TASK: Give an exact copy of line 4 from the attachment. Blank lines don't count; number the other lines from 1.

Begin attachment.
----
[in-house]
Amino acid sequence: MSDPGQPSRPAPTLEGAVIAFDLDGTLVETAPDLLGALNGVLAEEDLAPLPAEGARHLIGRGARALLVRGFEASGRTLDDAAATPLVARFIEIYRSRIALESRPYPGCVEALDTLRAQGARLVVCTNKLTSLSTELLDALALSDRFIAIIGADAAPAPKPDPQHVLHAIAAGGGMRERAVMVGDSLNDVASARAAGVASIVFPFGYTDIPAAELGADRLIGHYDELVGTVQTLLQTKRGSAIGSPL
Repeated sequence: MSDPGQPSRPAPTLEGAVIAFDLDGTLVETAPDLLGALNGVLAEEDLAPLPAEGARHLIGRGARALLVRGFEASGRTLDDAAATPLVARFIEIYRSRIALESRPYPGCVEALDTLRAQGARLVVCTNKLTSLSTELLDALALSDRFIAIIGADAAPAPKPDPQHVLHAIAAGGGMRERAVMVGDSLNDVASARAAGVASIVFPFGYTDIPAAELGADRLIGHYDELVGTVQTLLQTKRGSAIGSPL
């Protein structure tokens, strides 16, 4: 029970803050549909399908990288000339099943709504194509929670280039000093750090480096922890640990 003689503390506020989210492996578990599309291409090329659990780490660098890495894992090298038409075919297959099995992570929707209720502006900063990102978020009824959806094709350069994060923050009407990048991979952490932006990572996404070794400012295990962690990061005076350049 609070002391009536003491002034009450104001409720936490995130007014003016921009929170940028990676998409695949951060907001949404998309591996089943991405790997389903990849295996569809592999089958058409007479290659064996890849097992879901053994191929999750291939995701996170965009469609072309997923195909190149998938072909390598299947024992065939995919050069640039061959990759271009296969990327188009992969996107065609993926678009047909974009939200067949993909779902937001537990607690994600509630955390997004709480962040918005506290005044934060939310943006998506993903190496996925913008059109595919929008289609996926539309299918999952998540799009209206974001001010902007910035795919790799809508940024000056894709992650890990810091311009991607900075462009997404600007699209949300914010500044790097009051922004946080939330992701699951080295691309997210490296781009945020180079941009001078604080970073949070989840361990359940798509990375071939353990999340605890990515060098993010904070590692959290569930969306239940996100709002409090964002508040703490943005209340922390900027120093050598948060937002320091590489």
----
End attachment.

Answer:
């Protein structure tokens, strides 16, 4: 029970803050549909399908990288000339099943709504194509929670280039000093750090480096922890640990 003689503390506020989210492996578990599309291409090329659990780490660098890495894992090298038409075919297959099995992570929707209720502006900063990102978020009824959806094709350069994060923050009407990048991979952490932006990572996404070794400012295990962690990061005076350049 609070002391009536003491002034009450104001409720936490995130007014003016921009929170940028990676998409695949951060907001949404998309591996089943991405790997389903990849295996569809592999089958058409007479290659064996890849097992879901053994191929999750291939995701996170965009469609072309997923195909190149998938072909390598299947024992065939995919050069640039061959990759271009296969990327188009992969996107065609993926678009047909974009939200067949993909779902937001537990607690994600509630955390997004709480962040918005506290005044934060939310943006998506993903190496996925913008059109595919929008289609996926539309299918999952998540799009209206974001001010902007910035795919790799809508940024000056894709992650890990810091311009991607900075462009997404600007699209949300914010500044790097009051922004946080939330992701699951080295691309997210490296781009945020180079941009001078604080970073949070989840361990359940798509990375071939353990999340605890990515060098993010904070590692959290569930969306239940996100709002409090964002508040703490943005209340922390900027120093050598948060937002320091590489």